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Global Environmental Policy and Global Trade Policy

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  • Frankel, Jeffrey

    (Harvard U)

Abstract

The global climate regime, as represented by the Kyoto Protocol, may be on a collision course with the global trade policy regime, as represented by the WTO (World Trade Organization). Environmentalists fear that international trade will undercut reductions in greenhouse gas emissions as dirty production migrates to non-participating countries, a phenomenon known as leakage. Meanwhile businesspeople fear the effects on their own competitiveness of the same phenomenon. These fears have now become prominent in the policy-making process. In early 2008, legislation to enact long-term targets for reduced emission of greenhouse gases included provisions for possible barriers against imports from countries perceived as non-participating--in both Washington, DC (where the bills have not yet passed) and in Brussels (where the EU Commission Directive has gone into effect). Such provisions could be interpreted as violations of the rules of the WTO, which poses the nightmare scenario of a WTO panel rejecting a major country's climate change legislation. In light of the hostile feelings that such a scenario would unleash, it would be a nightmare for the supporters of the WTO and free trade as much as for the supporters of the Kyoto Protocol and environmental protection. The issue is just the latest and largest instance of fears among many environmentalists that the WTO is an obstacle to their goals in general. The issue transcends institutions. For the critics, the WTO is a symbol of globalization, and their fears attach also to that larger phenomenon. The first part of this paper discusses the broader issue of whether environmental goals in general are threatened by free trade and the WTO. The second half of the paper focuses exclusively on the narrower question of trade aspects of nations' efforts to implement climate change policy and whether they are likely to come into conflict with the WTO.

Suggested Citation

  • Frankel, Jeffrey, 2008. "Global Environmental Policy and Global Trade Policy," Working Paper Series rwp08-058, Harvard University, John F. Kennedy School of Government.
  • Handle: RePEc:ecl:harjfk:rwp08-058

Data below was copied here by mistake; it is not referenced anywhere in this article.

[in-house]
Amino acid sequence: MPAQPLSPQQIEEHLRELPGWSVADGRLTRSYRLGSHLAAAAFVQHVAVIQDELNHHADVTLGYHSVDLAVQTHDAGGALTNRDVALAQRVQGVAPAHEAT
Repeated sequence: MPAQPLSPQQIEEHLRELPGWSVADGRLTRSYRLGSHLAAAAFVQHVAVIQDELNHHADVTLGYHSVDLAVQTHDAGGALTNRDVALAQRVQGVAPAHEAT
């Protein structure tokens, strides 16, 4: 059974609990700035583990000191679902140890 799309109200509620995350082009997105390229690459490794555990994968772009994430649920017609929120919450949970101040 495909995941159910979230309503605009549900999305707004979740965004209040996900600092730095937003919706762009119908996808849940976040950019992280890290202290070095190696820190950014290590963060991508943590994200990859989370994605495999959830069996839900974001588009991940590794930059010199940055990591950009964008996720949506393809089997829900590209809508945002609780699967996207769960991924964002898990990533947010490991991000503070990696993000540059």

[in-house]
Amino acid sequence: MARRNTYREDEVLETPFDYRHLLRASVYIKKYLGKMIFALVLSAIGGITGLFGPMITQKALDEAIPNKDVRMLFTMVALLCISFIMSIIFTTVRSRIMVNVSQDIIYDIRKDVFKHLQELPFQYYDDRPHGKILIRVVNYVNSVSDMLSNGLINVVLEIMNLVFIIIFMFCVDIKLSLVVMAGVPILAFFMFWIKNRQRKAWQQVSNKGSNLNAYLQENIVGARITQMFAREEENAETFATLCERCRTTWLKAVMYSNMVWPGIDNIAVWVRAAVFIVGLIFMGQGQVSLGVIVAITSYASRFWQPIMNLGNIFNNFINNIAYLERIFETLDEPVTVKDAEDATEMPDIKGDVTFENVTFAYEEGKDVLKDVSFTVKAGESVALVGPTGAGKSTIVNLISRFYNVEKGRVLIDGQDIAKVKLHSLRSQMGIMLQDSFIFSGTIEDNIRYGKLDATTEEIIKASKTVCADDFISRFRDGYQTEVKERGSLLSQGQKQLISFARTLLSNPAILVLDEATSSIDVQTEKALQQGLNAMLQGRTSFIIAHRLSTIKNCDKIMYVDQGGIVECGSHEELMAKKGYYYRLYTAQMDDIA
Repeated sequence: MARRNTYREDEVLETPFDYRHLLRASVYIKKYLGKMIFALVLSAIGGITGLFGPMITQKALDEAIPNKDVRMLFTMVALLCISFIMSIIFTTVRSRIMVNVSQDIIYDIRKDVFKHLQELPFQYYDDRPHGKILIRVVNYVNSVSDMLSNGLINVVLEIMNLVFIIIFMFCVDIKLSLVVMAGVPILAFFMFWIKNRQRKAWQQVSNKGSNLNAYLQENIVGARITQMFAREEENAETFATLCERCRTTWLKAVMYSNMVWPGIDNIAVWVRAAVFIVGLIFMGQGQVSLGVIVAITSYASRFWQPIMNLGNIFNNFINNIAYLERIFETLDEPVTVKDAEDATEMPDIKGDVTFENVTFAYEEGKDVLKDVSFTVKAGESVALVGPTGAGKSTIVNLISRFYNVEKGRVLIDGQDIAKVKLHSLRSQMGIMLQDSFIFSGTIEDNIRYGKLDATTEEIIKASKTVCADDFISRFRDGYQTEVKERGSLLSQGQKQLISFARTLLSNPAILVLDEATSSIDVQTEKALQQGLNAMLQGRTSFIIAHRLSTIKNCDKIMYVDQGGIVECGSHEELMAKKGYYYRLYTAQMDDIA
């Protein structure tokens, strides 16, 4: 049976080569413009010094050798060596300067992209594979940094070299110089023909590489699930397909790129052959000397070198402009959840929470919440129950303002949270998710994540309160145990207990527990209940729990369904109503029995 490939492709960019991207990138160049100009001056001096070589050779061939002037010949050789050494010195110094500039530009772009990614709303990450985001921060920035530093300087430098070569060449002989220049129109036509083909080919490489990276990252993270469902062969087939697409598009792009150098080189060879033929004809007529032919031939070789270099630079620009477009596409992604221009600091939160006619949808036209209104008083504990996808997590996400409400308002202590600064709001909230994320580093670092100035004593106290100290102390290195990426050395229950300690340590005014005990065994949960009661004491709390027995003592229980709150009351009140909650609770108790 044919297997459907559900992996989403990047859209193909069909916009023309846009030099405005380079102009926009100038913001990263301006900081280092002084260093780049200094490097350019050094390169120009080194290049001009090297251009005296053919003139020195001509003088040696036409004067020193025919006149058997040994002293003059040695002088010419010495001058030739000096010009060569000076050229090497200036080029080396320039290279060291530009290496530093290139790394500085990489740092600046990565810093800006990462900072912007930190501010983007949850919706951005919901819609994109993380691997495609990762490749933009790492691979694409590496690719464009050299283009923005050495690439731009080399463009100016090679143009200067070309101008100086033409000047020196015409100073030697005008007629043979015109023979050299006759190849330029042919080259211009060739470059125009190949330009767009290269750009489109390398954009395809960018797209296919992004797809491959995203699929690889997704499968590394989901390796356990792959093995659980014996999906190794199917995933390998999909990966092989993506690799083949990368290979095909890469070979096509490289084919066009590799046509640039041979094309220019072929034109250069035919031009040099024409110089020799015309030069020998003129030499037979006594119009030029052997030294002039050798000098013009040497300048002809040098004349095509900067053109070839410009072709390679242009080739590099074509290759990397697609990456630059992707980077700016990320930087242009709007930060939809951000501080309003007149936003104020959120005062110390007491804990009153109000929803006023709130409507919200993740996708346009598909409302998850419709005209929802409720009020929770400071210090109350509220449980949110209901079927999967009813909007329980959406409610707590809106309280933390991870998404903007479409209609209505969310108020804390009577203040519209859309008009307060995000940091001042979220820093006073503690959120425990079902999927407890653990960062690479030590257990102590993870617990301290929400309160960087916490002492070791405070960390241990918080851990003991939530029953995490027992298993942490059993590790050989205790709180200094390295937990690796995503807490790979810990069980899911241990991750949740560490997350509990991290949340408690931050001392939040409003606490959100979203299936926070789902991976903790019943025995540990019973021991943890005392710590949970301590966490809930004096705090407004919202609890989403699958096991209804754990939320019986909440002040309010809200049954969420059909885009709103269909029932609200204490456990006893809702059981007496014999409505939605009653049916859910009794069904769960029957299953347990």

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    Cited by:

    1. repec:eee:jfpoli:v:76:y:2018:i:c:p:120-129 is not listed on IDEAS
    2. Bölük, Gülden & Mert, Mehmet, 2014. "Fossil & renewable energy consumption, GHGs (greenhouse gases) and economic growth: Evidence from a panel of EU (European Union) countries," Energy, Elsevier, vol. 74(C), pages 439-446.
    3. Brennan, Timothy J., 2009. "The Challenges of Climate for Energy Markets," Discussion Papers dp-09-32, Resources For the Future.
    4. Shahbaz, Muhammad & Nasreen, Samia & Ahmed, Khalid & Hammoudeh, Shawkat, 2017. "Trade openness–carbon emissions nexus: The importance of turning points of trade openness for country panels," Energy Economics, Elsevier, vol. 61(C), pages 221-232.
    5. Mehdi Abbas, 2013. "Libre-échange et changements climatiques : " soutien mutuel " ou divergence ?," Post-Print halshs-00844818, HAL.
    6. Ghosh, Madanmohan & Luo, Deming & Siddiqui, Muhammad Shahid & Zhu, Yunfa, 2012. "Border tax adjustments in the climate policy context: CO2 versus broad-based GHG emission targeting," Energy Economics, Elsevier, vol. 34(S2), pages 154-167.
    7. Mona Haddad & Ben Shepherd, 2011. "Managing Openness : Trade and Outward-oriented Growth After the Crisis," World Bank Publications, The World Bank, number 2283, September.
    8. repec:bla:pacecr:v:22:y:2017:i:3:p:435-479 is not listed on IDEAS
    9. Timothy J. Brennan, 2010. "The Challenges of Climate Policy," Australian Economic Review, The University of Melbourne, Melbourne Institute of Applied Economic and Social Research, vol. 43(3), pages 225-239.

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